Before you invest your earnings, it is important to check for scams and verify credibility of the investment firm. Asking questions, research the company with BBB and other agencies, reach out to local investment firms and advisers, talk to other investors. It’s essential to take precaution with all investment opportunities.
Studies show that investment scams are on the rise over the past decade. Baby boomers in particularly are more vulnerable to such schemes, as many are now managing their own retirement account. In 2010, state securities regulators initiated more than 1200 enforcement actions, including criminal complaints and cease-and-desist orders, involving investors ages 50 or older, according to the North American Securities Administrators Association. That was more than double the 506 cases in 2009.
FINRA Investor Education Foundation, specializing in investment fraud, has a plethora of valuable information to help you sort through your next investment decision making. FINRA has provided three key strategies you can use if you aren’t certain about a specific investment opportunity:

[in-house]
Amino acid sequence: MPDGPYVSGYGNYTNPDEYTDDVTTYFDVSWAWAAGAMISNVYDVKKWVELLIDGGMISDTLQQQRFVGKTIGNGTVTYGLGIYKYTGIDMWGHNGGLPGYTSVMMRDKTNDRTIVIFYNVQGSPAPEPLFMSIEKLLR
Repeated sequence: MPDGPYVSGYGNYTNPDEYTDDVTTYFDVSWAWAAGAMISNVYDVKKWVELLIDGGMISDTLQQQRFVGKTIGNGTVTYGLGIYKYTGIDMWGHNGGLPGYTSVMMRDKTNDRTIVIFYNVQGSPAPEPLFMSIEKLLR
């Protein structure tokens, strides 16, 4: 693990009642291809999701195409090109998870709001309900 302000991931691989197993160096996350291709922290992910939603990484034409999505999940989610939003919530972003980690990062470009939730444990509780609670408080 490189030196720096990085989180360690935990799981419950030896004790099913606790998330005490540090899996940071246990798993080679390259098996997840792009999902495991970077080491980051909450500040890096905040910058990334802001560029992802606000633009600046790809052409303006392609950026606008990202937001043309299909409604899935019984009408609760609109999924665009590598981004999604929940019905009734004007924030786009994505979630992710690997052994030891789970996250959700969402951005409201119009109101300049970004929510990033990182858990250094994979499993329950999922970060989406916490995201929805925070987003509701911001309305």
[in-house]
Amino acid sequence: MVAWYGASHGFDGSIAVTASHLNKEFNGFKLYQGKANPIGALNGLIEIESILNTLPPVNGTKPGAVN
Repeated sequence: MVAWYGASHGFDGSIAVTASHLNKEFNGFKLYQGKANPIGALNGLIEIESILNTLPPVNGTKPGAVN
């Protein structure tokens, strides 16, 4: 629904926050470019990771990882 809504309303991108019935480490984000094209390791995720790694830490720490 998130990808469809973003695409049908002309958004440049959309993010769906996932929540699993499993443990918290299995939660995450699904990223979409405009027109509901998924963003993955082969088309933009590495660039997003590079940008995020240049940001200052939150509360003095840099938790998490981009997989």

1. End the conversation
Practice saying “No”. Simply tell the person, “I am sorry, I am not interested. Thank you.” Or tell anyone who pressures you, “I never make investing decisions without first consulting my___. I will contact you if I am still interested.” Fill in the blank with whom ever you choose – your spouse, child, investment professional, attorney or accountant. Knowing your exit strategy in advance makes it easier to leave the conversation, even if the pressure starts rising.
2. Turn the tables and ask questions
A legitimate investment professional must be properly licensed, and his or her firm must be registered with the Financial Industry Regulatory Authority (FINRA), the Securities and Exchange Commission (SEC) or Utah Division of Securities, depending on the type of business the firm conducts.
3. Talk to someone first
Be extremely skeptical if the person promoting the deal says, “Don’t tell anyone else about this special deal!” A legitimate investment professional won’t ask you to keep secrets.
Exercising these three key strategies will help protect you from fraudsters. Remember, the more knowledgeable you are when making investments, the less likely you are to become a victim. When making an investment there’s no urgency to race against the clock – take your time and make an informed decision.
For more information on protecting yourself from investment fraud, visit www.saveandinvest.org.